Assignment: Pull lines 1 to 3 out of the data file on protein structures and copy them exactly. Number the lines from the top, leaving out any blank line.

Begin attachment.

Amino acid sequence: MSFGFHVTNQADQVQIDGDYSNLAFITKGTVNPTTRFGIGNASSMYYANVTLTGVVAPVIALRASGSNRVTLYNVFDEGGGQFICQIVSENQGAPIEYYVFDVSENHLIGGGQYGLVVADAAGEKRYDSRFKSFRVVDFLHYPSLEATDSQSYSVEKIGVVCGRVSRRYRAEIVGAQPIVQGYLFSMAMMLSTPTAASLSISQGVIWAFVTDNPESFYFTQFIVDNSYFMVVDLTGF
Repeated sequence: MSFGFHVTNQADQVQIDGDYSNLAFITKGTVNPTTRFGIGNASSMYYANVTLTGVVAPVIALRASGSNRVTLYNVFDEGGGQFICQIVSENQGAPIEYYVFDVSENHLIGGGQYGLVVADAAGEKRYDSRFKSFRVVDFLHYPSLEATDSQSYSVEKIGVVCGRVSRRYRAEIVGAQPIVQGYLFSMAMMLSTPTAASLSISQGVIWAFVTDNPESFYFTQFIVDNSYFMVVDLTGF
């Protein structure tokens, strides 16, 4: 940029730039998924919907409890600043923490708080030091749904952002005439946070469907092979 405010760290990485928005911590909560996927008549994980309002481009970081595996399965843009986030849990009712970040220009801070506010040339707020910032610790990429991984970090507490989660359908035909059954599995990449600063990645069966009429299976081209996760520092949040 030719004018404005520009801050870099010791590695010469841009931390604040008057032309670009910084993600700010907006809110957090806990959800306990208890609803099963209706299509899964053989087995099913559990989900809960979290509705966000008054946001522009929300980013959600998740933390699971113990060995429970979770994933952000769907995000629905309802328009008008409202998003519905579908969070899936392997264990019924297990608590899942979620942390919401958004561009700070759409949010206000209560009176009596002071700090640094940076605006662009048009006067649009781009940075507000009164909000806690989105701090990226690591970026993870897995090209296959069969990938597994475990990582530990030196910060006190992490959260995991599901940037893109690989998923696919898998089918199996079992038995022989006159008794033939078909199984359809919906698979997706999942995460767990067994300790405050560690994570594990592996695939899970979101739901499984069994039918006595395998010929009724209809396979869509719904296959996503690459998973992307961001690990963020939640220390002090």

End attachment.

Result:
Amino acid sequence: MSFGFHVTNQADQVQIDGDYSNLAFITKGTVNPTTRFGIGNASSMYYANVTLTGVVAPVIALRASGSNRVTLYNVFDEGGGQFICQIVSENQGAPIEYYVFDVSENHLIGGGQYGLVVADAAGEKRYDSRFKSFRVVDFLHYPSLEATDSQSYSVEKIGVVCGRVSRRYRAEIVGAQPIVQGYLFSMAMMLSTPTAASLSISQGVIWAFVTDNPESFYFTQFIVDNSYFMVVDLTGF
Repeated sequence: MSFGFHVTNQADQVQIDGDYSNLAFITKGTVNPTTRFGIGNASSMYYANVTLTGVVAPVIALRASGSNRVTLYNVFDEGGGQFICQIVSENQGAPIEYYVFDVSENHLIGGGQYGLVVADAAGEKRYDSRFKSFRVVDFLHYPSLEATDSQSYSVEKIGVVCGRVSRRYRAEIVGAQPIVQGYLFSMAMMLSTPTAASLSISQGVIWAFVTDNPESFYFTQFIVDNSYFMVVDLTGF
């Protein structure tokens, strides 16, 4: 940029730039998924919907409890600043923490708080030091749904952002005439946070469907092979 405010760290990485928005911590909560996927008549994980309002481009970081595996399965843009986030849990009712970040220009801070506010040339707020910032610790990429991984970090507490989660359908035909059954599995990449600063990645069966009429299976081209996760520092949040 030719004018404005520009801050870099010791590695010469841009931390604040008057032309670009910084993600700010907006809110957090806990959800306990208890609803099963209706299509899964053989087995099913559990989900809960979290509705966000008054946001522009929300980013959600998740933390699971113990060995429970979770994933952000769907995000629905309802328009008008409202998003519905579908969070899936392997264990019924297990608590899942979620942390919401958004561009700070759409949010206000209560009176009596002071700090640094940076605006662009048009006067649009781009940075507000009164909000806690989105701090990226690591970026993870897995090209296959069969990938597994475990990582530990030196910060006190992490959260995991599901940037893109690989998923696919898998089918199996079992038995022989006159008794033939078909199984359809919906698979997706999942995460767990067994300790405050560690994570594990592996695939899970979101739901499984069994039918006595395998010929009724209809396979869509719904296959996503690459998973992307961001690990963020939640220390002090």